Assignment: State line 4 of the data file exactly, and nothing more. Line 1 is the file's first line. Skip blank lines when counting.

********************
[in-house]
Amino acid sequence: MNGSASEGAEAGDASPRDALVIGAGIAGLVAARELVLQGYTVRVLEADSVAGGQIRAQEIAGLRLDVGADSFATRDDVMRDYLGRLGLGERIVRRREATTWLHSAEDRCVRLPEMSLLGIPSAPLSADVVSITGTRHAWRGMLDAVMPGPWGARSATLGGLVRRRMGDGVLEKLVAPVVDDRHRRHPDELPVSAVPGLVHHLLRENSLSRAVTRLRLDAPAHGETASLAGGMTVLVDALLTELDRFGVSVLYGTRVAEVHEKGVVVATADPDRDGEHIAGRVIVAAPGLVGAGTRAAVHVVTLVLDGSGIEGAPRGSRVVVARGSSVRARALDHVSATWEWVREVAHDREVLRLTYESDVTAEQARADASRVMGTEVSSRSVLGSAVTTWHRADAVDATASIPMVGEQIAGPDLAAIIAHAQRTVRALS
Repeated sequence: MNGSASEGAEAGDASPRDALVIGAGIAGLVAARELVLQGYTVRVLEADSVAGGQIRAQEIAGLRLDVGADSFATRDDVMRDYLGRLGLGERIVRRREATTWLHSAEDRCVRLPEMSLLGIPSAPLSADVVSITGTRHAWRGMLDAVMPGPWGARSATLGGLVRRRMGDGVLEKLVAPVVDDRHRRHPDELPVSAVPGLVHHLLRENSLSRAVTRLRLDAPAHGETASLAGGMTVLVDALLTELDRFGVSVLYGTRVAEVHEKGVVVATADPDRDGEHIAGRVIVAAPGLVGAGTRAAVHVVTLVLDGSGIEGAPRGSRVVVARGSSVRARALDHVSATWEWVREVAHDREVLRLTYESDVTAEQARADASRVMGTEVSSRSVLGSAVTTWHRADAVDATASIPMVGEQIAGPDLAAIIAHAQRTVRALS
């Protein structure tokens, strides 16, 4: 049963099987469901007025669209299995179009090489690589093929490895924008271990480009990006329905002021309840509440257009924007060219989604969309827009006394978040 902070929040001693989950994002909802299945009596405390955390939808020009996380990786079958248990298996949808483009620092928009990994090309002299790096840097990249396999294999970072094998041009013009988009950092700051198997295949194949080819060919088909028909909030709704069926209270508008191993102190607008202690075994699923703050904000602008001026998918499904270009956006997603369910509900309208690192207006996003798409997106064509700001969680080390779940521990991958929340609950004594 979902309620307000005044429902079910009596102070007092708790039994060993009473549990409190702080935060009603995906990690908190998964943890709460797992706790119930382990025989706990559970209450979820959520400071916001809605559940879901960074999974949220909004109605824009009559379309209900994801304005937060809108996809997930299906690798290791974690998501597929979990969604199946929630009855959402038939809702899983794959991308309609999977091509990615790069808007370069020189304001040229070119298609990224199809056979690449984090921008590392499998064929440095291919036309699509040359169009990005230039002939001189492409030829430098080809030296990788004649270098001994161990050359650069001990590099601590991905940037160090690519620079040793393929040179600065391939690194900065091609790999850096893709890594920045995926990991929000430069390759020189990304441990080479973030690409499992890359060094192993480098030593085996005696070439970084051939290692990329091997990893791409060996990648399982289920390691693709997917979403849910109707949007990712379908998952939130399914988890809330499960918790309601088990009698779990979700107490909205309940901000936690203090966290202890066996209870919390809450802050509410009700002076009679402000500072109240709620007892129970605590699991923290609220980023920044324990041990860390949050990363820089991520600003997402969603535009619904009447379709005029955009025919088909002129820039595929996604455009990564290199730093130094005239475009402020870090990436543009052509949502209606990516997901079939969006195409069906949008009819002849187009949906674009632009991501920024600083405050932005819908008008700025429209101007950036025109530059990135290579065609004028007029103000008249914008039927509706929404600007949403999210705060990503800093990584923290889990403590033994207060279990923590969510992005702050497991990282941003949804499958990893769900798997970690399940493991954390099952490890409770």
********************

């Protein structure tokens, strides 16, 4: 049963099987469901007025669209299995179009090489690589093929490895924008271990480009990006329905002021309840509440257009924007060219989604969309827009006394978040 902070929040001693989950994002909802299945009596405390955390939808020009996380990786079958248990298996949808483009620092928009990994090309002299790096840097990249396999294999970072094998041009013009988009950092700051198997295949194949080819060919088909028909909030709704069926209270508008191993102190607008202690075994699923703050904000602008001026998918499904270009956006997603369910509900309208690192207006996003798409997106064509700001969680080390779940521990991958929340609950004594 979902309620307000005044429902079910009596102070007092708790039994060993009473549990409190702080935060009603995906990690908190998964943890709460797992706790119930382990025989706990559970209450979820959520400071916001809605559940879901960074999974949220909004109605824009009559379309209900994801304005937060809108996809997930299906690798290791974690998501597929979990969604199946929630009855959402038939809702899983794959991308309609999977091509990615790069808007370069020189304001040229070119298609990224199809056979690449984090921008590392499998064929440095291919036309699509040359169009990005230039002939001189492409030829430098080809030296990788004649270098001994161990050359650069001990590099601590991905940037160090690519620079040793393929040179600065391939690194900065091609790999850096893709890594920045995926990991929000430069390759020189990304441990080479973030690409499992890359060094192993480098030593085996005696070439970084051939290692990329091997990893791409060996990648399982289920390691693709997917979403849910109707949007990712379908998952939130399914988890809330499960918790309601088990009698779990979700107490909205309940901000936690203090966290202890066996209870919390809450802050509410009700002076009679402000500072109240709620007892129970605590699991923290609220980023920044324990041990860390949050990363820089991520600003997402969603535009619904009447379709005029955009025919088909002129820039595929996604455009990564290199730093130094005239475009402020870090990436543009052509949502209606990516997901079939969006195409069906949008009819002849187009949906674009632009991501920024600083405050932005819908008008700025429209101007950036025109530059990135290579065609004028007029103000008249914008039927509706929404600007949403999210705060990503800093990584923290889990403590033994207060279990923590969510992005702050497991990282941003949804499958990893769900798997970690399940493991954390099952490890409770």